Gamaldi said that he retired in January after many years in law enforcement with the city.
“With the number these happening, statistics are showing it’s more dangerous than ever to be a police officer,” Gamaldi said. “Every officer knows the day they put that uniform on it may be their last. I ask that you keep all of our police officers in our prayers as we work hard to keep the community safe.”
12:01 p.m.: Law enforcement officers are investigating a home about a three miles away from the high school.
11:35 a.m.: Galveston County Judge Mark Henry said the first reports of a shooting came in around 7:45 a.m. He told reporters that “suspected material” has been found off campus and that people should not touch anything they find that looks suspicious, and should call 911.
11:04 a.m.: Harris County Sheriff Ed Gonzalez told reporters the number of dead could rise as high as 10. The detained suspect is believed to be a student, he said, and most of the dead are students. It is still a “very active” scene at the school, where he said a bomb squad and police were checking to make sure the area was secure.
11 a.m.: Gyl Switzer, executive director of Texas Gun Sense, issued a statement: “Our hearts go out to those affected by today’s shooting at Santa Fe High School in Santa Fe Texas. We Texans love our children. We must do a better job of protecting them. There are proven strategies to reduce senseless gun violence. Today, Texas Gun Sense re-doubles our commitment to stop the killing. Work with us.”
Texas Attorney General Ken Paxton earlier issued a statement offering thoughts and prayers.
10:53 a.m.: Yesterday, David Hogg, a student from the Parkland high school that reignited a national conversation on gun control, had a chilling premonition. He said gun violence kept him up at night.
“There is someone alive right now that will not be alive at this time tomorrow and has never even thought about gun violence, but everyone around them will have to for the rest of their lives,” he told reporters in Los Angeles.
10:47 a.m.: Santa Fe High School 10-grader Dakota Shrader said she heard alarms go off and students exited to a grassy area, waiting for an all-clear as in a normal fire drill. Then she heard three gunshots and screams of “Run! Run!”
Shrader ran as fast as he could to a wooded area, started having an asthma attack and called her mother.
“The world, I just don’t like what it’s becoming,” Shrader said. “Every school shooting, kids getting killed, innocent kids getting killed. No family should have to suffer that just because somebody wants to be selfish and go out and hurt other people. It’s just not right at all.”
10:45 a.m.: Texas Attorney General Ken Paxton issued a statement: “The thoughts and prayers of all Texans are with the people of Santa Fe and those affected by today’s tragic shooting. As horrific reports come out of Santa Fe High School, my office stands ready to assist local law enforcement as needed.”
10:40 a.m.: Trey Lemley, 17, said he was in the school’s first floor art room when a shooter walked in, his sister, Courtney Lemley, 19, said.
Trey dropped his phone and barricaded himself inside one of the room’s two closets, she said. When he left, he saw three bodies and pools of blood.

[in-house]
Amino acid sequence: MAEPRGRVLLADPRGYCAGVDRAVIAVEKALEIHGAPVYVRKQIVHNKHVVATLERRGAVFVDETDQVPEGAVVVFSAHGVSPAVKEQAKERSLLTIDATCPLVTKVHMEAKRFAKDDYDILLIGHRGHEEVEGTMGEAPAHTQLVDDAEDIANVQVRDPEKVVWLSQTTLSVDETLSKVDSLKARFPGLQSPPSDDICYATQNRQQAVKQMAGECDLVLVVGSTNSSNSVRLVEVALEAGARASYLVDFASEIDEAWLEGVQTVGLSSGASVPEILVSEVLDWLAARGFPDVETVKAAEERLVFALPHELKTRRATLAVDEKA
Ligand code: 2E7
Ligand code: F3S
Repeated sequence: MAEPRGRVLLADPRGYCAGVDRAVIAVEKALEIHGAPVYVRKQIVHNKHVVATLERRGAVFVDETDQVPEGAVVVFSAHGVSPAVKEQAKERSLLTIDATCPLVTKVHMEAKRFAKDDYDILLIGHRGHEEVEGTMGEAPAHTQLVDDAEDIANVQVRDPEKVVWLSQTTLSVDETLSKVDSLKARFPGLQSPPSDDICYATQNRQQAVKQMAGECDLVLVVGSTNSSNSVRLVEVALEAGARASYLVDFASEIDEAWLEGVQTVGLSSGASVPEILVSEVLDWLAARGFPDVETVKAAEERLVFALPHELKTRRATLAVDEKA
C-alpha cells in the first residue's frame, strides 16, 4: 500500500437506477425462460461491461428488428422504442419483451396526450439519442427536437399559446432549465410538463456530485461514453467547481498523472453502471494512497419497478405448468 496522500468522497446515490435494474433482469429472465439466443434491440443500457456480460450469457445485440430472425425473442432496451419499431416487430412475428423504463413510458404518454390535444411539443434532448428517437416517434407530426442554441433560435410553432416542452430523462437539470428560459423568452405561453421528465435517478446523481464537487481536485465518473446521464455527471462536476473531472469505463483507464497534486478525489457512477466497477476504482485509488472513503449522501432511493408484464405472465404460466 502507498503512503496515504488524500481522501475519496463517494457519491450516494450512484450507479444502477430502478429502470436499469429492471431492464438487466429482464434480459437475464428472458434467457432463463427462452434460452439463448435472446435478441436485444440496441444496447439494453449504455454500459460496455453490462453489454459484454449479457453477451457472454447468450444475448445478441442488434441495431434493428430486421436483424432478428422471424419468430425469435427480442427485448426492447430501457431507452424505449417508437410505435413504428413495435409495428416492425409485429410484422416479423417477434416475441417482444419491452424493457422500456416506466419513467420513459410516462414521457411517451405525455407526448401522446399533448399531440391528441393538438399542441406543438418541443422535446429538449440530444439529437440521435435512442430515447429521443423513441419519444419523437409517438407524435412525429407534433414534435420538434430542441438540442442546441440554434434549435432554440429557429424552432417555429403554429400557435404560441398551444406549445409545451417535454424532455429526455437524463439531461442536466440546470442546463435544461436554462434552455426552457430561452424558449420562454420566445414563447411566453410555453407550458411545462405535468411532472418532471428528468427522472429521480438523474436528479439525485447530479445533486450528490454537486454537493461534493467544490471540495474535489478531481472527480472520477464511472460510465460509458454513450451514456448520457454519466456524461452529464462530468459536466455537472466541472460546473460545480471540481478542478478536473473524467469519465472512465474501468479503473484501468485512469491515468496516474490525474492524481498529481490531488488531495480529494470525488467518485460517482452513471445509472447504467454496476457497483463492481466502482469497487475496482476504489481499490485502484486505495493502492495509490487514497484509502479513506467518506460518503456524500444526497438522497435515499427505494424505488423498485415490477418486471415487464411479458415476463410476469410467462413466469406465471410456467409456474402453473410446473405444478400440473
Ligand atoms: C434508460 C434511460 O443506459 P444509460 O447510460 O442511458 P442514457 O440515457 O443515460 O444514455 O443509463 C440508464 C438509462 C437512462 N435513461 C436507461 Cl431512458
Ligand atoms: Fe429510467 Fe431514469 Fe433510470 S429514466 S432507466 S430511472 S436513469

Courtney and her boyfriend, 19-year-old Austin Evans, graduated from the school last year. They said the art room is located near a main, back exit of the school, and the room itself has an exit that leads to the parking lot.
After being turned away from the school, Courtney and Evans walked to Arcadian First Baptist Church, where Courtney’s mother works.
In the parking lot, National Guardsmen gathered supplies before driving towards the school in a military vehicle. Small groups began to gather in the church’s parking lot, staring at their cell phones and sharing details they heard from friends and from news outlets.
10:35 a.m.: The University of Texas Medical Branch in Galveston has received three patients, the hospital reported on social media. Two are adults and one is under 18.
Clear Lake Regional Medical Center in Webster received seven injured students, a spokeswoman for that facility said. Previous reports that an injured officer was taken there are wrong, she said. Two other injured students were taken to Mainland Medical Center in Texas City, she said.
The conditions of all of the injured are unknown.
The shooter has been “arrested and secured,” said Santa Fe HS Assistant Principal Dr. Cris Richardson.
Students described the gunfire, which broke out about 7:30 a.m.
Junior Liberty Wheeler, 14, was in class when she heard five shots ring out near the art room.
Her teacher told them to run toward the theater department’s storage room, where they hid for 45 minutes before being escorted outside by a SWAT team.
“You could smell the gunpowder that came from the gun,” Wheeler recalled as she was escorted out of the building. “We were all scared because it was near us.”
Paige Curry, a junior at the school, said “I was sitting in my classroom and I heard very loud booms and I didn’t know what they were. I was confused but after I heard screaming, I figured out what they were, got up immediately and started to run. I almost ran out of the school but I hid instead with the other students. I was there for maybe 30 minutes I was on the phone with my mom the whole time. They found us and escorted us.”
“There were a lot of people, a lot of different suits so I wasn’t really sure but I think they were SWAT.”
“I was very, very scared but I managed to keep calm, especially with my mom on the phone.”
“I heard people were hurt and the gunshots were from a classroom maybe three doors down. I heard five [shots] maybe. It was one boom, then another boom very loud. It wasn’t rapid.”